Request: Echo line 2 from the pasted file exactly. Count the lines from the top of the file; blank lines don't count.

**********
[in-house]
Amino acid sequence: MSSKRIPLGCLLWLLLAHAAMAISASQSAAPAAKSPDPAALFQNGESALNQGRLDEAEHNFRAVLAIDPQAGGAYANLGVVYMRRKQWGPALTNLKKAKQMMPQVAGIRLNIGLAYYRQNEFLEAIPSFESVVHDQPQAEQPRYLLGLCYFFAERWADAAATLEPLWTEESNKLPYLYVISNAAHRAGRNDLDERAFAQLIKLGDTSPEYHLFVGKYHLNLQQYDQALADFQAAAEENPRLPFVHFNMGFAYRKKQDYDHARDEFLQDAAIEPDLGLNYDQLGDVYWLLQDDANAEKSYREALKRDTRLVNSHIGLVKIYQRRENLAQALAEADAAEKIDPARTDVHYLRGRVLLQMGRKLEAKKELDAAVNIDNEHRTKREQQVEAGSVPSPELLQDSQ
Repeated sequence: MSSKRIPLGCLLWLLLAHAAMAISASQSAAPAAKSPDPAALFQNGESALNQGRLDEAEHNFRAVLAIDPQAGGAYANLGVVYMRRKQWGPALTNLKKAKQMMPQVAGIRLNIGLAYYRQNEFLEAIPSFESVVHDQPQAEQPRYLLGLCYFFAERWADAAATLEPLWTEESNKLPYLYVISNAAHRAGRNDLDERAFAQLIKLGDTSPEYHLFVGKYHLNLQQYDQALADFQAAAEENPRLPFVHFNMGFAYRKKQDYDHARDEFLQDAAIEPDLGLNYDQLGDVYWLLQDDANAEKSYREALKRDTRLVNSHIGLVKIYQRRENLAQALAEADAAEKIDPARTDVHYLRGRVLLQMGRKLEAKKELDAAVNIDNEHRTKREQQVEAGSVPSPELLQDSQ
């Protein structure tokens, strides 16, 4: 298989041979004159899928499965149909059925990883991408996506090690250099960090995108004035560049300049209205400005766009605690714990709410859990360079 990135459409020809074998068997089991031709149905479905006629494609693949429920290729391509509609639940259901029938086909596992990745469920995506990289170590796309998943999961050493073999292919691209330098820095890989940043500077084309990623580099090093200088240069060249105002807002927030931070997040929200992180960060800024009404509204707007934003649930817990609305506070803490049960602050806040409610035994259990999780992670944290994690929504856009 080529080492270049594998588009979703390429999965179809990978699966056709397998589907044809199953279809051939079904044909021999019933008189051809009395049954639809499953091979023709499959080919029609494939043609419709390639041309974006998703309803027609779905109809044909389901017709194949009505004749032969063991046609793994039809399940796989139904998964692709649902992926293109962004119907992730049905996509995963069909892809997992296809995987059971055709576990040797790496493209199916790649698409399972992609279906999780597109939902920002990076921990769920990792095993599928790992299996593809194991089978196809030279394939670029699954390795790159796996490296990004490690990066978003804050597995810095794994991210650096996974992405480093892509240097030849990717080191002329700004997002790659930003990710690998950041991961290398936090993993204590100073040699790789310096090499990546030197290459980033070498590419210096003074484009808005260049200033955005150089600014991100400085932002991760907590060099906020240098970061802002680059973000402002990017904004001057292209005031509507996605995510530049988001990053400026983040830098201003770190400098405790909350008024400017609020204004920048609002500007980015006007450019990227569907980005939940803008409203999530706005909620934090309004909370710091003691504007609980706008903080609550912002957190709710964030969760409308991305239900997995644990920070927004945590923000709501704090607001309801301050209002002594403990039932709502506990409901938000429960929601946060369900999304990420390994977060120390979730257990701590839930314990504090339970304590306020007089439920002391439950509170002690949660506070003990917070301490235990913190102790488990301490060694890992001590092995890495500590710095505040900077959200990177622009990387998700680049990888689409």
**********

Amino acid sequence: MSSKRIPLGCLLWLLLAHAAMAISASQSAAPAAKSPDPAALFQNGESALNQGRLDEAEHNFRAVLAIDPQAGGAYANLGVVYMRRKQWGPALTNLKKAKQMMPQVAGIRLNIGLAYYRQNEFLEAIPSFESVVHDQPQAEQPRYLLGLCYFFAERWADAAATLEPLWTEESNKLPYLYVISNAAHRAGRNDLDERAFAQLIKLGDTSPEYHLFVGKYHLNLQQYDQALADFQAAAEENPRLPFVHFNMGFAYRKKQDYDHARDEFLQDAAIEPDLGLNYDQLGDVYWLLQDDANAEKSYREALKRDTRLVNSHIGLVKIYQRRENLAQALAEADAAEKIDPARTDVHYLRGRVLLQMGRKLEAKKELDAAVNIDNEHRTKREQQVEAGSVPSPELLQDSQ